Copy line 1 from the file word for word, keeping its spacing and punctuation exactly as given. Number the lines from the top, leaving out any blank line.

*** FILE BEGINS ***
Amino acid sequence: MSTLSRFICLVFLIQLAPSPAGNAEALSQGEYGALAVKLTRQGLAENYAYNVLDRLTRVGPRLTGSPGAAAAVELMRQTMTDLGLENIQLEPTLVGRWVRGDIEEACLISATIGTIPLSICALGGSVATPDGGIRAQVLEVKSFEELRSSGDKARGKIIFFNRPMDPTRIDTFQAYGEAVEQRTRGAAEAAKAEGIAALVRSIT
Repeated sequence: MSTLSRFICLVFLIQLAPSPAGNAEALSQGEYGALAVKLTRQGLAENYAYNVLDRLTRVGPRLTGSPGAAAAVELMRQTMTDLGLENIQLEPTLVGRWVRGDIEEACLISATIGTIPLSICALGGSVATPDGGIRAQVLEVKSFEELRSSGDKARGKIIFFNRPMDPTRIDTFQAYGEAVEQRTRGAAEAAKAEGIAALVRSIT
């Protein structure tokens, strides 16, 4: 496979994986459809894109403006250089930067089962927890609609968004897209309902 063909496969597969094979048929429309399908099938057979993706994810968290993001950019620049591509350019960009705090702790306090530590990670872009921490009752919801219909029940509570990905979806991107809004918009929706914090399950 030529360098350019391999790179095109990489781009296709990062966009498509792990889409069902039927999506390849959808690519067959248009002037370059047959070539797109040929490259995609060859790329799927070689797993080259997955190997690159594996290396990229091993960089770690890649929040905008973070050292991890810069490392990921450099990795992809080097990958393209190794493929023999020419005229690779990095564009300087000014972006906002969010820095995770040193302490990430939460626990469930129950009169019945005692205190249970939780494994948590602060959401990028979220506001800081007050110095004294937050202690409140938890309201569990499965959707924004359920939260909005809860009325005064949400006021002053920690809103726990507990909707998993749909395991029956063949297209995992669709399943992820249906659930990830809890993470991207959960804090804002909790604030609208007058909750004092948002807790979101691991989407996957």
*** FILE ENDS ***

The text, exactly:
Amino acid sequence: MSTLSRFICLVFLIQLAPSPAGNAEALSQGEYGALAVKLTRQGLAENYAYNVLDRLTRVGPRLTGSPGAAAAVELMRQTMTDLGLENIQLEPTLVGRWVRGDIEEACLISATIGTIPLSICALGGSVATPDGGIRAQVLEVKSFEELRSSGDKARGKIIFFNRPMDPTRIDTFQAYGEAVEQRTRGAAEAAKAEGIAALVRSIT